There are currently 815 million people around the world suffering from chronic undernourishment. Importantly, one of the main causes of malnourishment and undernourishment is contaminated food. India, for example, lost an estimated 24 million tons of wheat in one year due to an airborne pollutant. More recently, India may also lose 50% of its rice production because of the same pollutant. On a global scale, studies have found that air pollutants decrease the production of staple crops like wheat, rice, maize and soybeans from 5% to 12%. Experts estimate that this is equivalent to the loss of up to 227 million tons of crops, which equals $20 billion in global revenue lost.

However, food is also becoming contaminated through industrial runoff in the ground. Pollution via industrial run-off affects crops in sub-Saharan Africa, East Asia and South America. In these regions, access to foods that are high in nutrients is low and irrigation runoff is high. Runoff especially impacts Africa, where farmers depend on subsistence farming to feed themselves and their families.

Both of these types of pollution can increase food insecurity and hunger. In these conditions, individuals cannot use their land to grow clean food for themselves and their families. Worldwide, 33% of children who come from middle- to low-income countries already endure chronic malnutrition. This contributes to the fact that 45% of all children’s deaths are due to undernutrition or a related cause. Furthermore, there are at minimum 17 million children worldwide who are acutely malnourished, resulting in the death of two million children each year. Thus, pollution and poverty are related through the issue of hunger, which is fatal for children around the world.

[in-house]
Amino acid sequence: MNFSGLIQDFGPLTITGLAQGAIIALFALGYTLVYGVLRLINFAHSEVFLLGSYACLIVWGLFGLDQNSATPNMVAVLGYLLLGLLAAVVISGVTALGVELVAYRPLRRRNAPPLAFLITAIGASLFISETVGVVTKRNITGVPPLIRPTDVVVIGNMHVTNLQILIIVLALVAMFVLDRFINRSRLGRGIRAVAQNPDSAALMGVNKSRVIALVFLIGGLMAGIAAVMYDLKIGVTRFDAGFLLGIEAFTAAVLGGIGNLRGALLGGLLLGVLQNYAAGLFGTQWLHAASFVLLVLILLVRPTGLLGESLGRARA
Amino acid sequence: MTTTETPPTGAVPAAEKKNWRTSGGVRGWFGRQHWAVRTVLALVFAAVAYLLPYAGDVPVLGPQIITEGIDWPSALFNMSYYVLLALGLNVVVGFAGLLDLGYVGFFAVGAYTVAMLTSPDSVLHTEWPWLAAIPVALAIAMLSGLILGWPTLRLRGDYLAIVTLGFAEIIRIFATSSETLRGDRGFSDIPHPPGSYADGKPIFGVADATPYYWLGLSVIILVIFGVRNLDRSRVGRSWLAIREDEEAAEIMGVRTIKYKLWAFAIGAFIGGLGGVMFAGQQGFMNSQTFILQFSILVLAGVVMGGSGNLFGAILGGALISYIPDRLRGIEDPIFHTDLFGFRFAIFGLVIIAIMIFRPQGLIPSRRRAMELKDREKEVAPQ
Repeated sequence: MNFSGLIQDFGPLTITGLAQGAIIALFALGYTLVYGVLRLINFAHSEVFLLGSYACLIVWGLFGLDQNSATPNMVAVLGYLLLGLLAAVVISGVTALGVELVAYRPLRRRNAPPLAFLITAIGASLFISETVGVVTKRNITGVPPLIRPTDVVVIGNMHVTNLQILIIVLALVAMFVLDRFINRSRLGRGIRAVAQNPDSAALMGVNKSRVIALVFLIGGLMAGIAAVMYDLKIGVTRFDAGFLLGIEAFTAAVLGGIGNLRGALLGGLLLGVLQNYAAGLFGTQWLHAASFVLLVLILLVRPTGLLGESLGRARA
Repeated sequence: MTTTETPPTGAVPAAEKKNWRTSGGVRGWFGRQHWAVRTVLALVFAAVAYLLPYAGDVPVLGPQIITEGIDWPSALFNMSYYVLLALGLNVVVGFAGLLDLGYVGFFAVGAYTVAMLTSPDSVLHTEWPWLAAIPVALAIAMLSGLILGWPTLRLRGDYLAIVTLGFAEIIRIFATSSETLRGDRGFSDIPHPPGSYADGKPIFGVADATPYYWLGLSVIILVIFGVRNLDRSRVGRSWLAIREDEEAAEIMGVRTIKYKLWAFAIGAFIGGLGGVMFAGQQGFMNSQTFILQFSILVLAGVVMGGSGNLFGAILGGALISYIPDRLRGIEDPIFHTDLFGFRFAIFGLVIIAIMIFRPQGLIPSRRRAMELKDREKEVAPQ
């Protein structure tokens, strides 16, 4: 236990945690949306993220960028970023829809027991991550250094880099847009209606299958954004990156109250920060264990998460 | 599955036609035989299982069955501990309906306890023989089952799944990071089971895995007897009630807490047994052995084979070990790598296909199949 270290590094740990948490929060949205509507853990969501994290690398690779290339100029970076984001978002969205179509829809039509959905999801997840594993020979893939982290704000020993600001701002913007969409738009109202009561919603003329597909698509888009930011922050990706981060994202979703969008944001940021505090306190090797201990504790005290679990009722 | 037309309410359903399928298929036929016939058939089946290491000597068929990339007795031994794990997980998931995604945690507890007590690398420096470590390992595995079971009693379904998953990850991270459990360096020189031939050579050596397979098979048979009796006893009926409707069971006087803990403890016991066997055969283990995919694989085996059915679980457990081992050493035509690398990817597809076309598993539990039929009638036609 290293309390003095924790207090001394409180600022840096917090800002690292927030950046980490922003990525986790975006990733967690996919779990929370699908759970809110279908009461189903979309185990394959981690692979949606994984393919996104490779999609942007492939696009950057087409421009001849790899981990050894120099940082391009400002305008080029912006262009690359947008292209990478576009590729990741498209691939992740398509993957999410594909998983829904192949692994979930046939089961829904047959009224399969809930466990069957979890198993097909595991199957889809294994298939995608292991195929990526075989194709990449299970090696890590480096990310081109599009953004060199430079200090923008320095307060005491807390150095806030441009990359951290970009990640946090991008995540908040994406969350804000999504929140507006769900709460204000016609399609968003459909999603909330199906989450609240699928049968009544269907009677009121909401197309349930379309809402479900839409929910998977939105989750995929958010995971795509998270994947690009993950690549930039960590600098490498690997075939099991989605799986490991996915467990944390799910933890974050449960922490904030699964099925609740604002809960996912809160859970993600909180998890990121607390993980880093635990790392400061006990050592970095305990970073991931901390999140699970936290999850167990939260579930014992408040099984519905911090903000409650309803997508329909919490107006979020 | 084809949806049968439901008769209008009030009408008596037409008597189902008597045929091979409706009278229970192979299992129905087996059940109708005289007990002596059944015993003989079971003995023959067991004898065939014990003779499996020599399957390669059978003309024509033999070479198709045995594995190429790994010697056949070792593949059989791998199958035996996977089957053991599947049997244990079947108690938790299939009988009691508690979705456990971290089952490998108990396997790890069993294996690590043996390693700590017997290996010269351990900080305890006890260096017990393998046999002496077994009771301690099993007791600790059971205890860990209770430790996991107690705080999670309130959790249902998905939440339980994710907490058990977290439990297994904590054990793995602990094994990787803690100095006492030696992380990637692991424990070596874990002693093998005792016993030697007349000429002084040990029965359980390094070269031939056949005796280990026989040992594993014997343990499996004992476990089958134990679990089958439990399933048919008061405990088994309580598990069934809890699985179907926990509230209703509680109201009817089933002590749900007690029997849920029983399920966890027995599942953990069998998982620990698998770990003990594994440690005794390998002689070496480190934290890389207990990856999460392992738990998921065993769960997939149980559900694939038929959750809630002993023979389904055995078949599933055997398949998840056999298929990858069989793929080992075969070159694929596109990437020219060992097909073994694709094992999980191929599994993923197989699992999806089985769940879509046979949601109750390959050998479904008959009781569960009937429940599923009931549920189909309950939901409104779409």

Pollution Clouds the Water

Unfortunately, pollution does not only amplify the issue of hunger, it also contributes to a lack of clean water. Globally, 844 million people do not have regular access to clean water. The vast majority of these people live in extreme poverty. In Uganda alone, there are 28 million people who cannot readily access clean water. These Ugandans must drink water polluted by sewage, mudslide debris and other contaminants.

Due to these conditions, 70% of all diagnosed diseases are directly linked to unclean water and poor sanitation and hygiene methods. These diseases include hepatitis, typhoid, cholera, diarrhea and dysentery. Unfortunately, these diseases kill 3.4 million people each year, 43% of whom are children younger than five. In Uganda, these illnesses force 25% of children to stop attending school each year. 

Poverty and pollution are directly related through water pollution. On a global scale, the world loses $18 billion when people are to sick with waterborne illnesses to work. Additionally, the time many people must spend finding water results in missed economic opportunities valued at over $24 billion worldwide. 

The Fight Against Pollution

Thankfully, many organizations are addressing these pressing connections between poverty and pollution. The Abdul Latif Jameel Poverty Action Lab (J-PAL), based at M.I.T., received a $25 million gift from King Philanthropies to combat many issues that both poverty and pollution create. It plans to do so by launching the King Climate Action Initiative (K-CAI). The K-CAI focuses explicitly on helping those who live in extreme poverty. Its aims include reducing carbon emissions, reducing pollution, acclimating to the climate change and transitioning toward cleaner energy.